October 1, 2006 A new bridge design replaces reinforced concrete columns and bars with steel tubes filled with concrete. The steel and concrete bind, creating strong yet supple columns For the bridge pier's footing, additional structural shapes are embedded in concrete to resist the large bending forces developing at the base of the piers. New or retrofitted bridges over highways and water could withstand fire, hurricanes and flooding.
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BUFFALO, N.Y. -- There are nearly 600,000 bridges in the United States. Millions of people cross bridges every day without giving a second thought to their safety. But many of them could be taken down by a natural disaster like an earthquake or flooding or worse, by a terrorist attack.
"We have already seen, after Hurricane Katrina, bridges massively pushed sideways and out of their piers and, and in a very large scale," says Michel Bruneau, a structural engineer at the Multidisciplinary Center for Earthquake Engineering Research at University at Buffalo in Buffalo, N.Y.
He says it's time to make our bridges safer. "The best way to avoid a disaster in the first place is to have infrastructure that will not fail in a disaster."
Bridges are typically held up by reinforced concrete columns and bars. In Bruneau's new design, steel tubes are filled with concrete. The steel and concrete bind, creating strong yet supple columns. In field tests, a massive blast causes the supports to bend, but not break.
"We definitely think it provides better protection against multiple hazards," Dr. Bruneau says. "It is important to be covered against all hazards, and that is essentially the main change in philosophy that we are trying to impact here."
These multi-hazard-resistant bridges are intended for use over highways and water and can withstand fire, hurricanes and flooding.
The new piers would be used for new bridges, but Bruneau says existing bridges could also be retrofitted with the new design.
BACKGROUND: An earthquake engineer at the University of Buffalo has developed a new "multi-hazard" design for bridges that will make them more resistant to collapsing from the impact of earthquakes and terrorist attacks. Michel Bruneau, director of the Multidisciplinary Center for Earthquake Engineering Research says his design for bridge piers -- the columns that support a bridge's superstructure -- is intended for small to medium sized bridges.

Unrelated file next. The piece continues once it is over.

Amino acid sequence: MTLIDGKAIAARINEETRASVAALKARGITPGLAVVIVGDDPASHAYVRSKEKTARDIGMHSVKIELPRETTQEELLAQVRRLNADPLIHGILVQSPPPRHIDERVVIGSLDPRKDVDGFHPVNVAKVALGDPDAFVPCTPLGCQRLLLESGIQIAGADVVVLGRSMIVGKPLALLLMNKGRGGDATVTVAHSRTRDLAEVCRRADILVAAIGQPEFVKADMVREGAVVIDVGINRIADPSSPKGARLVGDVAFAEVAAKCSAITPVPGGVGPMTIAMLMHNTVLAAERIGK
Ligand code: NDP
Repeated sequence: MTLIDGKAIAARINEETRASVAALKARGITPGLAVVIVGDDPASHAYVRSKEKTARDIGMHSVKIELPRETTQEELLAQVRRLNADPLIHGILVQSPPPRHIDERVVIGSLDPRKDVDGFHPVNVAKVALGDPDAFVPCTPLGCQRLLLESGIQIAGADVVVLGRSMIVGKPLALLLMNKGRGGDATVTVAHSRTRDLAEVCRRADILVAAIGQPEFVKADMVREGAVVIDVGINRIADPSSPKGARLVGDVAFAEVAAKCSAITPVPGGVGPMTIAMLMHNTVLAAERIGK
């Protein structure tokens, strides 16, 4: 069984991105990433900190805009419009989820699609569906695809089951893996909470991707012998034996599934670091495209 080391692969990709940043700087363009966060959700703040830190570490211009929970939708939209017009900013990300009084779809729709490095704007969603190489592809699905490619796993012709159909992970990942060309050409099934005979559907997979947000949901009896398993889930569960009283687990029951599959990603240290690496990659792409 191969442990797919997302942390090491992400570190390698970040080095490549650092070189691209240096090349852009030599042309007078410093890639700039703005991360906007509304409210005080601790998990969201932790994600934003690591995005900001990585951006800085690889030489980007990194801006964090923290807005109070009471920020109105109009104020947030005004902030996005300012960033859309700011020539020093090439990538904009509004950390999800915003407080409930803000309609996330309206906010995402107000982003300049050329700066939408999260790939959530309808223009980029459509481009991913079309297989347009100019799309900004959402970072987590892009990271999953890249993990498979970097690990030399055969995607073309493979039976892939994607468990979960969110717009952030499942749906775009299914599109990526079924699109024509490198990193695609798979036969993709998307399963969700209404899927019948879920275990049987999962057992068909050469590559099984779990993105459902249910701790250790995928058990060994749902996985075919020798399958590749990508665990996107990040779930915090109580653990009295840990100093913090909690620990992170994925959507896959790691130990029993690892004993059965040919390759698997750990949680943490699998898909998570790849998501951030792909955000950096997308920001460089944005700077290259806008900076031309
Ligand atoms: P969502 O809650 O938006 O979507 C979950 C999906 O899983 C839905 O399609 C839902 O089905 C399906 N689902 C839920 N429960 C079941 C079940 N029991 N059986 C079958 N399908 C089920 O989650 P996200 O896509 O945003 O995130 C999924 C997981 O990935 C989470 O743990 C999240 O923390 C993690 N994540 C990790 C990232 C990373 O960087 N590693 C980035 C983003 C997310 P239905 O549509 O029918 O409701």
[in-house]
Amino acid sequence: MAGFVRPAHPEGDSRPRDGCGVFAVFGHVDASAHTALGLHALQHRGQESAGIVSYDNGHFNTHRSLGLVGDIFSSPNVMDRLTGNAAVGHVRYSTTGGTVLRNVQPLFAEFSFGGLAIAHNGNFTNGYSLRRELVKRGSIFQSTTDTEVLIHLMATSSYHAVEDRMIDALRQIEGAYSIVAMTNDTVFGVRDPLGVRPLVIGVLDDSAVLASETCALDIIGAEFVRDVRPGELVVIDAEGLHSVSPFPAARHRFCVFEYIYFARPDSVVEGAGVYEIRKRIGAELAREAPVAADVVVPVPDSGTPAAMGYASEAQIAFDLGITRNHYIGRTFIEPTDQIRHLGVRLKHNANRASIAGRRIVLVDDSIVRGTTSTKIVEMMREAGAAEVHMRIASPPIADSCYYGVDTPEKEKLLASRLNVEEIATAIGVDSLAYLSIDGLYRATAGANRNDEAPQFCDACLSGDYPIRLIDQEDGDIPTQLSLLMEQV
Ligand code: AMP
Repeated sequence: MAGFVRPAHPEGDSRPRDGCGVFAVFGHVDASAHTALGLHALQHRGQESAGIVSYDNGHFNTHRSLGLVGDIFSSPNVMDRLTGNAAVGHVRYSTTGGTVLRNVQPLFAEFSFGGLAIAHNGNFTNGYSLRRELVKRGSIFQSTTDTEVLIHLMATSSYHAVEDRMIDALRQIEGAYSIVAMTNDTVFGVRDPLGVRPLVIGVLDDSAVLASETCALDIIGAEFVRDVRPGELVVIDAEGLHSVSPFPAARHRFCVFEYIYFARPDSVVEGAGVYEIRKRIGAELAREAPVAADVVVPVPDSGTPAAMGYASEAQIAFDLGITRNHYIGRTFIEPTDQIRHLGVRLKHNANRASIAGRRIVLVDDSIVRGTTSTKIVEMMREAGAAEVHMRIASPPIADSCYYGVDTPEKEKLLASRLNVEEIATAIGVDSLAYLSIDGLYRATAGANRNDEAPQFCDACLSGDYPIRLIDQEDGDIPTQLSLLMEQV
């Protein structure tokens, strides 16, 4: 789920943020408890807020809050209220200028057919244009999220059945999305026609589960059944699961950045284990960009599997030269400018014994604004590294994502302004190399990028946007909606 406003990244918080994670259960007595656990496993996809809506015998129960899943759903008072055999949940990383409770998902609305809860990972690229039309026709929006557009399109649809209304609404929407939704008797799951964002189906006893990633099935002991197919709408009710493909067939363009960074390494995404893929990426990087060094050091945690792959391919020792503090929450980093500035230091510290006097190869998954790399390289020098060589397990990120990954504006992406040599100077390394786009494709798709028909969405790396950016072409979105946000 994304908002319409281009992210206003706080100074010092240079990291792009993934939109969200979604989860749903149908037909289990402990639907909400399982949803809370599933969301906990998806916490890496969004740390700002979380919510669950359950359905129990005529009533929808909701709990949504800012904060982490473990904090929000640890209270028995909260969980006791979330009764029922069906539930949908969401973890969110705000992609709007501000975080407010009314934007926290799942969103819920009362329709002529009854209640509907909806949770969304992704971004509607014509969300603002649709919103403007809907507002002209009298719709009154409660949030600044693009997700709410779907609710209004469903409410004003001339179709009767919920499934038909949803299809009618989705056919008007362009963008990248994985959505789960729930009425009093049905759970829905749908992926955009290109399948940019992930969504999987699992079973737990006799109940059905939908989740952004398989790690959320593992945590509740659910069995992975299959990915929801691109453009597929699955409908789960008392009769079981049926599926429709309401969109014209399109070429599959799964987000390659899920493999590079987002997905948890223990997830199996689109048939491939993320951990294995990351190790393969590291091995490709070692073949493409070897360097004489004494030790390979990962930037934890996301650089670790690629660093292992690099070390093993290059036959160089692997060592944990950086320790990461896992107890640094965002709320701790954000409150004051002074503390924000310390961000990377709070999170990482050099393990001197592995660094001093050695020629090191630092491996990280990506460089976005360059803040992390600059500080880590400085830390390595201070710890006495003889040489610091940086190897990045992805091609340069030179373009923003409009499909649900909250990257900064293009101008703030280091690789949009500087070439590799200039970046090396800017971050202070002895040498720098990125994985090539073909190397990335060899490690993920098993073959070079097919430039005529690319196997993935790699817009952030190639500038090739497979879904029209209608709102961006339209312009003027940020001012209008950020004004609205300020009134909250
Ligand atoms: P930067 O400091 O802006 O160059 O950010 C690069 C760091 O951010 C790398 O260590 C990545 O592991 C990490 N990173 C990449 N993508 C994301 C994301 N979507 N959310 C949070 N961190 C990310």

THE DESIGN: The new bridge-pier design uses steel tubes filled with concrete, but without reinforcing bars. The steel and concrete bind together, forming a composite structure, giving the piers strength. It also means they can bend without breaking when subjected to seismic forces or explosive blasts. Most bridges built today are supported by conventional reinforced concrete columns, but these would be likely to break or weaken after a major blast, leading the bridge to collapse.
WHAT CAUSES QUAKES: An earthquake is a vibration that travels through the earth's crust. It can be caused by any number of things, including meteor impacts, underground explosions (from a nuclear test, for example) or collapsing structures, such as a mine. But most naturally-occurring earthquakes are caused by the movement of the earth's tectonic plates. The earth's surface is made up of large plates that slide over the underlying layer. At the plate boundaries, plates can move apart, push together, or slide against each other.
WHOSE FAULT IS IT ANYWAY: Wherever plates meet, there will be faults at the boundaries: breaks in the earth's crust where the blocks of rock on each side are moving in different directions. There are many different kinds of faults, but in all of them, the various blocks of rock push together tightly and produce a lot of friction. If there is a large enough amount of friction the plates can become locked, increasing the pressure until the plates suddenly give way and snap forward suddenly, sending out a series of seismic waves. These fault lines are the main source of earthquakes.
WHAT IS ELASTICITY? Different materials can withstand different amounts of deformation, a property known as elasticity. Most materials are elastic to some degree: when they are deformed or bent by an infusion of incoming energy, they will bounce back to their original shape. But elastic materials all have their limits. Metal springs and rubber bands are very elastic. Plaster and glass are not very elastic; instead, they are brittle and snap with even a small deformation. Energy, like momentum, is conserved, but in a collision, it can turn into different forms of energy, such as heat or noise. How much of the energy is converted depends in part on both the relative toughness and elasticity of the materials involved in the impact. There is no such thing as a perfectly elastic collision, but if there were, all of the energy would be transferred to the target with nothing lost to heat or noise, for example.
The American Society of Civil Engineers contributed to the information contained in the TV portion of this report.